Chart of the day, tech-stock edition
Paul Kedrosky reckons that Groupon’s the worst-performing internet IPO since Netflix, in 2002. He’s wrong: Groupon is doing even worse than Netflix did. It’s now trading at 85% of its IPO price; Netflix, by contrast, was still a tiny bit above its IPO price at this stage in its volatile history. (The chart above shows how Netflix performed in its first year as a public company, compared to its IPO price.)
If Netflix is any indication, Groupon is going to trade significantly lower than its current level before it ever recovers. Netflix went public at $15 per share, at the end of May 2002; on October 9 of that year it closed at just $5.22. Which is $2.61 in current prices, since it subsequently had a 2-for-1 stock split. That makes today’s closing price of $68.50 look positively healthy, the stock’s precipitous recent drops notwithstanding.
What this chart really shows, of course, is just how difficult the stock market’s job of price discovery is. In the early days of a technology company’s life as a public company, the stock price can move quite violently.
And with Groupon we should expect especially violent moves, for two reasons. Firstly, the float is tiny; and secondly, there’s a very loud and vehement class of Groupon bears who are desperate to short the stock and are convinced it’s going to zero. They might even be right. But my main point here is that looking at the Groupon share price on a day-to-day basis is a very good way to go slightly mad.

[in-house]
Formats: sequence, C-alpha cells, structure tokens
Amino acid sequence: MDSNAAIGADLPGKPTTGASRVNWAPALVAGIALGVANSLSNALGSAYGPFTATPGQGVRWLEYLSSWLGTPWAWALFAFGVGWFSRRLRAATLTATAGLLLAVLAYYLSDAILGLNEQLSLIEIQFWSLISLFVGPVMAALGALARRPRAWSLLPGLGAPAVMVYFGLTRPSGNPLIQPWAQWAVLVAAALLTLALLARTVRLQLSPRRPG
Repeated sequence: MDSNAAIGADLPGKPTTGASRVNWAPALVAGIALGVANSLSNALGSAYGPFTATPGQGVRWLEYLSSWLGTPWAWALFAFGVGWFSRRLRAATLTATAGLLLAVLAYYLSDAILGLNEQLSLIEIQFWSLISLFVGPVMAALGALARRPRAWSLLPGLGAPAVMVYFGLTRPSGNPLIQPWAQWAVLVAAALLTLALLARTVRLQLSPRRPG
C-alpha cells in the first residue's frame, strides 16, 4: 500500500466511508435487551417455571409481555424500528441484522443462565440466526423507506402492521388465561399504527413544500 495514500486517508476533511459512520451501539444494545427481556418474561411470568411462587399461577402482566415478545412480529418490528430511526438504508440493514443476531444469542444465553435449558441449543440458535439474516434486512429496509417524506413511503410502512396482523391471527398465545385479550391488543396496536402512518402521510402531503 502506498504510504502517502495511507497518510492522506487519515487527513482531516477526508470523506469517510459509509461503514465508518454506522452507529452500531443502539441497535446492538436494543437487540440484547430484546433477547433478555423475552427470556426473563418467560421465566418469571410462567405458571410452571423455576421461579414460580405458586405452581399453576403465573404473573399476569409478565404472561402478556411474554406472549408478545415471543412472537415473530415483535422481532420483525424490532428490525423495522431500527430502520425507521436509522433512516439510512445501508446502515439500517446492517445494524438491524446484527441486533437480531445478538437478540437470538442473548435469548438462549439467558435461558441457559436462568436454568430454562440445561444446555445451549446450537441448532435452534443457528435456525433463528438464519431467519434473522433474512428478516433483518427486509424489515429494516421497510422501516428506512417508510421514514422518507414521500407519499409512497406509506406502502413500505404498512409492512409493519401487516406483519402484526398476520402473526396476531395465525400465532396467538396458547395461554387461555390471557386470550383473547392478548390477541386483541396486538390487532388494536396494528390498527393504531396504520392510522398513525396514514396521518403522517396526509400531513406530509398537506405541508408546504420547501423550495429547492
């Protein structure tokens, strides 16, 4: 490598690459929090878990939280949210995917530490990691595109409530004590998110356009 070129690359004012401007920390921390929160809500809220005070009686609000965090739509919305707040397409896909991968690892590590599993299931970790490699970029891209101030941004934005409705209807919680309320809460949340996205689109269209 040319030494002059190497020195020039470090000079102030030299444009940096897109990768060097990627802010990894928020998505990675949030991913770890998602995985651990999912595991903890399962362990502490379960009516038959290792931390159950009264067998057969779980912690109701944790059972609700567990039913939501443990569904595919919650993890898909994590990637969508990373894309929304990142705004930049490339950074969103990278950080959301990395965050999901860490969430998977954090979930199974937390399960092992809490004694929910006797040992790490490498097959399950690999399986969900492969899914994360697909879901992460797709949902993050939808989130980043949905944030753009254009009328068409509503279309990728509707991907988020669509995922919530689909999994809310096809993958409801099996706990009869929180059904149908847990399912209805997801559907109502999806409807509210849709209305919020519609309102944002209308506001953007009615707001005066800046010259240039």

Groupon’s share price doesn’t reflect new news about the company; it’s more akin to a volatile random-number generator. If it goes down, that doesn’t mean that Groupon is a bad company; and if it goes up, that doesn’t mean Groupon is a good company.
This is one reason why technology companies hate going public: they start getting judged,first and foremost, on the one thing they have no control over, which is their share price. And tech-company share prices in general have been doing very badly in the post-IPO period of late. Why on earth would anybody want to join the likes of Demand Media or Renren, both of which are far below their IPO price? Some companies, like Facebook, have so many shareholders that they’re forced to go public. Others have VC backers twisting their arms. But if you have a choice in the matter, most sensible tech-company CEOs are likely to put off an IPO as long as they possibly can.